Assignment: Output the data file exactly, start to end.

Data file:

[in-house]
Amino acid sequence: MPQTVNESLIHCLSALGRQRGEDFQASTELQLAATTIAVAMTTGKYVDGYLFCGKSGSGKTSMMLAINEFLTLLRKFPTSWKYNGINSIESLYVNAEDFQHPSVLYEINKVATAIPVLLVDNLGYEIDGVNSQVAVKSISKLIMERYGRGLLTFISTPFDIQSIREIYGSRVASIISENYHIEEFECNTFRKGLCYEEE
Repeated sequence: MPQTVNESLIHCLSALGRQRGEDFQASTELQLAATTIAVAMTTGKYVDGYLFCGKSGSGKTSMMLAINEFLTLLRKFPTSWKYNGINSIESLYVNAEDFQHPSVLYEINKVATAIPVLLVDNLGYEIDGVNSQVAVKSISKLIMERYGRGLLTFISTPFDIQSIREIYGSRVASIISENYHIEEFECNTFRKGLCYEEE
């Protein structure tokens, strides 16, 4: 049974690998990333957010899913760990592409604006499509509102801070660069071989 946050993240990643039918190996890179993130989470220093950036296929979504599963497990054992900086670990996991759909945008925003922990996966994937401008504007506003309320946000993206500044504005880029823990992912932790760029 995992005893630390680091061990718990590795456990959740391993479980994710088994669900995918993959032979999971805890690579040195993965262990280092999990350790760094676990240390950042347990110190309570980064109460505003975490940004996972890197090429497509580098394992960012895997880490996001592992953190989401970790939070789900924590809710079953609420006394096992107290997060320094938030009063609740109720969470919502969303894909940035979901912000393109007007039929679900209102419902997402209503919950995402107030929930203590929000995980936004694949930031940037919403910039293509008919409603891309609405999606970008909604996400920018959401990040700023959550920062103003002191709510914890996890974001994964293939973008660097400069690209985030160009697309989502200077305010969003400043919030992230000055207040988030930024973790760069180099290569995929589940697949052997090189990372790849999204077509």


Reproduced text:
[in-house]
Amino acid sequence: MPQTVNESLIHCLSALGRQRGEDFQASTELQLAATTIAVAMTTGKYVDGYLFCGKSGSGKTSMMLAINEFLTLLRKFPTSWKYNGINSIESLYVNAEDFQHPSVLYEINKVATAIPVLLVDNLGYEIDGVNSQVAVKSISKLIMERYGRGLLTFISTPFDIQSIREIYGSRVASIISENYHIEEFECNTFRKGLCYEEE
Repeated sequence: MPQTVNESLIHCLSALGRQRGEDFQASTELQLAATTIAVAMTTGKYVDGYLFCGKSGSGKTSMMLAINEFLTLLRKFPTSWKYNGINSIESLYVNAEDFQHPSVLYEINKVATAIPVLLVDNLGYEIDGVNSQVAVKSISKLIMERYGRGLLTFISTPFDIQSIREIYGSRVASIISENYHIEEFECNTFRKGLCYEEE
């Protein structure tokens, strides 16, 4: 049974690998990333957010899913760990592409604006499509509102801070660069071989 946050993240990643039918190996890179993130989470220093950036296929979504599963497990054992900086670990996991759909945008925003922990996966994937401008504007506003309320946000993206500044504005880029823990992912932790760029 995992005893630390680091061990718990590795456990959740391993479980994710088994669900995918993959032979999971805890690579040195993965262990280092999990350790760094676990240390950042347990110190309570980064109460505003975490940004996972890197090429497509580098394992960012895997880490996001592992953190989401970790939070789900924590809710079953609420006394096992107290997060320094938030009063609740109720969470919502969303894909940035979901912000393109007007039929679900209102419902997402209503919950995402107030929930203590929000995980936004694949930031940037919403910039293509008919409603891309609405999606970008909604996400920018959401990040700023959550920062103003002191709510914890996890974001994964293939973008660097400069690209985030160009697309989502200077305010969003400043919030992230000055207040988030930024973790760069180099290569995929589940697949052997090189990372790849999204077509």